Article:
A brief follow-up to What will MOM do when Earth isn't looking?

As already premised in the referenced question; terrestrial artifacts on/around Mars encounter a communications blackout every 26 months, or so. This article conveys the blackout may be more of a precautionary note to avoid a corrupt command from throwing a spoke in the wheel.

Is there, today, a relatively error-free means to communicate with orbiters/rovers on the Martian surface whilst Sol occults Earth/Mars?

p.s. The impression from the answer chain indicates it is possible to bounce signals off other craft, and may have been done during the Apollo program. Perhaps other long-term missions too. As a follow-up question - Have there been any instances of a terrestrial robot on/around Mars actually communicating thus? What was/were the relay/s involved, and the circumstances under which it was done?


For a direct opposition, no. You could use a relay probe, or, if you have enormous amounts of transmission power at your disposal, bounce a signal off another planetary body.

But it rarely happens that Mars is actually occluded by the sun, because the orbits are ever so slightly inclined to each other. And if it does, it only lasts a short while.

But the Sun is surrounded by lots of charged particles that it emits, the heliosphere. It extends into interplanetary space, but it's most dense near the sun. This makes it more challenging to get signals through during any opposition. More power and heavy error correction helps, of course.

So it's not a question of "can you get a signal through?" but "how long is the blackout and how large is the antenna?", both on earth, and on the probe.

  • $\begingroup$ Does the Sun emit strong radiation at all wavelengths? $\endgroup$
    – LocalFluff
    Oct 3 '14 at 6:43
  • 1
    $\begingroup$ Compared to a 100 W transmitter further away, yes. Look up black-body radiation. $\endgroup$
    – Mark Adler
    Oct 3 '14 at 8:07

No. Communications between Earth and assets at Mars are suspended for three weeks or so around solar conjunction, depending on the angles.

There is no real danger of corrupt commands as they are checked for errors. What would happen if you tried is no commanding.


Direct communication between two planets while on opposite sides of the sun is nearly impossible since the signal gets swamped out by noise from the sun. In principle, of course, just as today we can bounce signals off communication satellites in orbit around Earth and communicate between opposite sides of the planet, someday we could set up satellites in orbit around the sun to relay signals.

Terminology note: The term for that, when Mars and Earth are on opposite sides of the sun, is "conjunction", and the term for Mars and Earth being close together is "opposition". Personally this makes no sense to me intuitively, but it probably made sense to early astronomers who thought of Earth as being the center of the universe. Since it was astronomers that proved otherwise, by definition astronomy started at a time when everyone thought in geocentric terms. And in all fairness, almost all telescopes are still on Earth or in orbit around Earth, and the problem really is that the sun is too close to Mars from the point of view of the Deep Space Network.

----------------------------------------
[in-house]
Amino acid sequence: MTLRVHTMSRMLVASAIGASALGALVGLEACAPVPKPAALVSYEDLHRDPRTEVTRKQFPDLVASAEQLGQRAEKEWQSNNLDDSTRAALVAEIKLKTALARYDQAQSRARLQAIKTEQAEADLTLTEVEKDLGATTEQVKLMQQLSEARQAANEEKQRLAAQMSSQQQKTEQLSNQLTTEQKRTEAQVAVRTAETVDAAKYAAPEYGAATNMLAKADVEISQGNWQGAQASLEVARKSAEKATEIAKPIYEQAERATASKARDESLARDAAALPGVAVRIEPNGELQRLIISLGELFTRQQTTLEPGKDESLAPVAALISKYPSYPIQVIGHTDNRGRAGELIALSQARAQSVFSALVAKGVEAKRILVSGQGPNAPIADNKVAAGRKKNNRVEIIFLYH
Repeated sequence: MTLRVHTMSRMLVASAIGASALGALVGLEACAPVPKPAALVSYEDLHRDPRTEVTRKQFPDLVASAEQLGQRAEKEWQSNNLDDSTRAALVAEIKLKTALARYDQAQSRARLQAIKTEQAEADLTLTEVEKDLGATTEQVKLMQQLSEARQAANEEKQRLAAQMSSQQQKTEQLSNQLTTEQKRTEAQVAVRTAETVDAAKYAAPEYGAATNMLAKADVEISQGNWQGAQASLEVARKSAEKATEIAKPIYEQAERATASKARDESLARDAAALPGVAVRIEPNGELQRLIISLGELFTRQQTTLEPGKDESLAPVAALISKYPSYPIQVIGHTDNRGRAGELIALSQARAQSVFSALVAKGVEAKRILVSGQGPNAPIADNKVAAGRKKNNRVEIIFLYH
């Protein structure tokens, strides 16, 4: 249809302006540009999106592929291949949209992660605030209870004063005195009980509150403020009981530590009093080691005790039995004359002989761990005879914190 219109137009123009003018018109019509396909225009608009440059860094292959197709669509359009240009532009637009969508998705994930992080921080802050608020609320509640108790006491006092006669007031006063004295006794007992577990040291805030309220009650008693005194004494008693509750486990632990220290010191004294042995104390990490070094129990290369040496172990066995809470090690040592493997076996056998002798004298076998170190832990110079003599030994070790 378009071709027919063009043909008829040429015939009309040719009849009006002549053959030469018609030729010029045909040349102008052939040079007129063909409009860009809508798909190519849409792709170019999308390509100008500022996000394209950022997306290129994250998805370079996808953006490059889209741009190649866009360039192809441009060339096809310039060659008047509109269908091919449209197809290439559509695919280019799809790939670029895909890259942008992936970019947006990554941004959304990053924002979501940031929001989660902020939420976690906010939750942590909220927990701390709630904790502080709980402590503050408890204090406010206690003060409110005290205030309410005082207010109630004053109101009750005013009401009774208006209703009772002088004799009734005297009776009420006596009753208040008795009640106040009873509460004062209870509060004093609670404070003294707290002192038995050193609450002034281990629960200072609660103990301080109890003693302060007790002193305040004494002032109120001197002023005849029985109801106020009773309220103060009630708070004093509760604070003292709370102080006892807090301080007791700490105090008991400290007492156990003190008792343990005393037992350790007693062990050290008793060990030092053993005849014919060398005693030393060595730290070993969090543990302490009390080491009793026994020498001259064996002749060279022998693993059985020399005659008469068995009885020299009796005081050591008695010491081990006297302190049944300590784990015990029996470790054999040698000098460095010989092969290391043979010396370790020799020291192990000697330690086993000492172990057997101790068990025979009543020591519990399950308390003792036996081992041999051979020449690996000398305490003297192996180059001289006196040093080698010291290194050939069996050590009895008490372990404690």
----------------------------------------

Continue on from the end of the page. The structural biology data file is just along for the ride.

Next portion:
• $\begingroup$ Uh. Apposition, or Opposition? $\endgroup$
    – Everyone
    Oct 3 '14 at 6:40
  • $\begingroup$ Opposition. "In positional astronomy, two celestial bodies are said to be in opposition when they are on opposite sides of the sky, viewed from a given place (usually Earth)." $\endgroup$ Oct 4 '14 at 0:26

I like the answers already posted, but I'll add an example (which you've probably heard of) to demonstrate that while it would definitely be impossible, it really wouldn't be a problem.

During the days of the Apollo program, early missions to the moon did not actually land on the moon, but merely orbited it (although many times). The flights, among other things, helped pave the way for the now more-famous landings on the moon. There was one important thing that affected each mission, though. In order for the craft to orbit, it obviously had to go around the back of the moon. This led to a notorious period of radio silence, which was dramatized in Apollo 13. The astronauts (I'm no longer talking about the movie) were able to get along just fine so long as no problems occurred onboard.

We can see that it is impossible to communicate between objects on opposite sides of the Sun for the same reason that made Deke Slayton just a little more nervous during each mission. Clearly, autonomous landers, probes, or other robots on Mars (or anywhere else, for that matter) would be just fine without human intervention for a while.


Your Answer

By clicking “Post Your Answer”, you agree to our terms of service, privacy policy and cookie policy

Not the answer you're looking for? Browse other questions tagged or ask your own question.